As it may have been shown in some recent articles here in TFB, my browsing in old photo negatives files and notes has sometimes resulted in successfully unearthing material that proved to be of some interest for our readers, if the Comments that followed are to be believed. Well, in January, 1991, I was in Buenos Aires with son/photographer Felipe gathering material for articles when my great friend Pantaleón Kotelchuck, a weapons technician of Argentina’s Federal Police and top advisor of RENAR – Registro Nacional de Armas (National Guns Register), suggested a visit to a local company called Lasserre S.A. to take a look at some of its products, which were sold in the local market under the name Rexio. A couple of quick phone calls by the always-cooperative “Panta” were enough to take us to Avellaneda, one of the cities that form the Metropolitan area of the nation’s capital.
With relatively small, modest facilities and pretty simple machines and tools installed in a single, equally, small-sized production building, the concern was specialized in making break-action, single-shot “Pistolones” (Big Pistols), both in single- and double-barrel configurations, plus a two-caliber “arma de supervivencia”, or survival gun, with a metal folding stock. Now, over a quarter of a century later, I tried to find my old, hand-written notes on the said visit and guns involved, but with no results. They must have been lost during one of my several home-moving activities in this time frame, so what follows will be based on memory (uh!) only, plus a couple of things found online. And our own photos, of course.
First of all, one may wonder why the heck someone may want or need a one-shot handgun in such a puny caliber. Also first, I’d say it’s a way of giving you the basic fun of owning and shooting a firearm, plain as that. Then, it may prove handy for small game (e.g. rabbits, partridges, etc.) hunting, pest control, and anti-snake use, as common examples. For home or personal defense? Well, sometimes you may not have any gun at hand, and some gun is definitely better than no gun, at all. And a .410 shell fired from a short-barrel gun is very noisy! Add to that: a break-barrel pistol is simple to operate by most untrained hands, can cause a lot of pain on the recipient’s side, man or beast, and barely needs any aiming at the very close ranges it is generally expected to be employed. Oh, yes: in the case of the Argie pistol, it was almost as cheap as dirt! And this counts much in this neck of the woods, too.
The basic Rexio Standard model was fitted with a 250mm barrel, which gave it an overall length of 350mm. Weight was 1,3kg. To keep manufacture costs low, the gun frame was made of Zamac alloy, which generally combines zinc with elements of aluminum, magnesium and copper in variable compositions. That’s not a good option when it comes to general material strength, and I’ve heard stories of broken Rexio pistol frames, but not really of any kaboom events. The gun also came with an option to fire .45 Colt (the so-called Long Colt) cartridges in addition to the 2/12 and 3in .410 shells.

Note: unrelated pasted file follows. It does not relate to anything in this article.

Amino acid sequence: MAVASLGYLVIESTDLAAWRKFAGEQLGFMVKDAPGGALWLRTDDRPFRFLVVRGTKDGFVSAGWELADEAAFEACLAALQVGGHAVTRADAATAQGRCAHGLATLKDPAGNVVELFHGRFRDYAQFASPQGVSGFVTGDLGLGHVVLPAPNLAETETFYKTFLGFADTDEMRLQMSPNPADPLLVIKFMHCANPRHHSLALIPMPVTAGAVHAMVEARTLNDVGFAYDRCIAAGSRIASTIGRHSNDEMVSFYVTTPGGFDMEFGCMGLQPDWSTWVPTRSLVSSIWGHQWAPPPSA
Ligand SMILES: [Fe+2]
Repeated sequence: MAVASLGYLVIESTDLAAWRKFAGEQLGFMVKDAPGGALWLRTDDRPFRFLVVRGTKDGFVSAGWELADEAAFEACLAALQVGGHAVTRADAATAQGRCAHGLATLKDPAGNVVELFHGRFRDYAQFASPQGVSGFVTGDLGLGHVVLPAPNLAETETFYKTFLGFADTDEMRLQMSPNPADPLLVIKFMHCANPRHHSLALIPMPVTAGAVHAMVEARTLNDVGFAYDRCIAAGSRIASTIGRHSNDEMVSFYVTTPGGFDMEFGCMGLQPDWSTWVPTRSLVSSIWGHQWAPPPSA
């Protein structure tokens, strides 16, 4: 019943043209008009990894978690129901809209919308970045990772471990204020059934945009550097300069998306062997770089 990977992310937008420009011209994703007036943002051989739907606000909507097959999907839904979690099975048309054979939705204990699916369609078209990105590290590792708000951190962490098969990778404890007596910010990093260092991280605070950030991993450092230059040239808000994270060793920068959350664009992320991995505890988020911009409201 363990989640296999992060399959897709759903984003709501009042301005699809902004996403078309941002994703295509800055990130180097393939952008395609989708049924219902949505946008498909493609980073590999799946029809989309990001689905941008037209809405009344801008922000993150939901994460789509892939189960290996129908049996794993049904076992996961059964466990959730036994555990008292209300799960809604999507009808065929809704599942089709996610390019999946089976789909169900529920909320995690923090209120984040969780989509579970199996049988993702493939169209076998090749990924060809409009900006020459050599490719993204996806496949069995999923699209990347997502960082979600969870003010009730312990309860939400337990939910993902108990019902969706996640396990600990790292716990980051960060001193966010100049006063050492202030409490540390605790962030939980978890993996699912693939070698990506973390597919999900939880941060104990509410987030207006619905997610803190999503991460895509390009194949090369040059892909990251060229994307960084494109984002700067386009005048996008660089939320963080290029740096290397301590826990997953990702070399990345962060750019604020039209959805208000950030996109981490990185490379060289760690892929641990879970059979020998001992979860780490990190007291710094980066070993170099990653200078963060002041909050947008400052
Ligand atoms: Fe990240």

Firing the gun is as straightforward as possible. Press forward the catch just ahead of the trigger guard to unlock the barrel from position and open the breech for ammo loading. Cock the huge hammer, take aim (in my gun, just a small bead-type front sight) and press the trigger. As expected, opening the gun again will extract the fired cartridge from the chamber for manual removal. That’s it.
The company also produced a two barrel (over/under) gun with the same caliber options called the Rexio Super, with a more modern configuration, the grip/trigger guard giving a first-look impression of a semi-auto pistol. I believe that the barrels were also 250mm in length, but could not find my original notes on the gun for additional size and weight data. But I remember well how fun it was to shoot it.
Get the Rexio Super, give it a couple of short, 152mm barrels, and viola, you have created the compact Rexio Super 152! Here it is:
Now, get a Rexio Super pistol, give it a couple of much longer (400mm, or so) barrels and a foldable metal stock, and you’ve got an “arma de supervivencia” (survival gun). The guys in Buenos Aires, in fact, came out with an old M6 USAF Air Crew Survival Weapon-inspired gun with an over/under (.22LR/.410) barrel configuration, but which could also be supplied in a .410-only configuration. As far as I know, production somehow was very limited, so I was lucky enough to have laid my hands on and actually fired this weapon. Gracias, amigos!